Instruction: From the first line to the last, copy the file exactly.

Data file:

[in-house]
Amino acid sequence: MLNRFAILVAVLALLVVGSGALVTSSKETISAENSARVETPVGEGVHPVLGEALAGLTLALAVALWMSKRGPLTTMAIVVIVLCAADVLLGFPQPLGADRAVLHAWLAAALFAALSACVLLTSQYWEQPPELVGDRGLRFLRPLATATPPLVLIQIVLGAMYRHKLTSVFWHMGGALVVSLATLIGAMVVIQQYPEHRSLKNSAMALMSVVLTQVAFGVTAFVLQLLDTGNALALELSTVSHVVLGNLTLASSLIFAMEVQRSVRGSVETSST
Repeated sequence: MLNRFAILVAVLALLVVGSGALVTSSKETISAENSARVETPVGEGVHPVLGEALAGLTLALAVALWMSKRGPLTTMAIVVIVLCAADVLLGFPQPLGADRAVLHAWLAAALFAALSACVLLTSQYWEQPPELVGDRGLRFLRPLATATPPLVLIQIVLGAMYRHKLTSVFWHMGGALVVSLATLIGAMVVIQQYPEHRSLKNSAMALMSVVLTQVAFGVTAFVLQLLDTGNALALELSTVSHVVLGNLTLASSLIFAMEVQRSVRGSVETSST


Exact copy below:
[in-house]
Amino acid sequence: MLNRFAILVAVLALLVVGSGALVTSSKETISAENSARVETPVGEGVHPVLGEALAGLTLALAVALWMSKRGPLTTMAIVVIVLCAADVLLGFPQPLGADRAVLHAWLAAALFAALSACVLLTSQYWEQPPELVGDRGLRFLRPLATATPPLVLIQIVLGAMYRHKLTSVFWHMGGALVVSLATLIGAMVVIQQYPEHRSLKNSAMALMSVVLTQVAFGVTAFVLQLLDTGNALALELSTVSHVVLGNLTLASSLIFAMEVQRSVRGSVETSST
Repeated sequence: MLNRFAILVAVLALLVVGSGALVTSSKETISAENSARVETPVGEGVHPVLGEALAGLTLALAVALWMSKRGPLTTMAIVVIVLCAADVLLGFPQPLGADRAVLHAWLAAALFAALSACVLLTSQYWEQPPELVGDRGLRFLRPLATATPPLVLIQIVLGAMYRHKLTSVFWHMGGALVVSLATLIGAMVVIQQYPEHRSLKNSAMALMSVVLTQVAFGVTAFVLQLLDTGNALALELSTVSHVVLGNLTLASSLIFAMEVQRSVRGSVETSST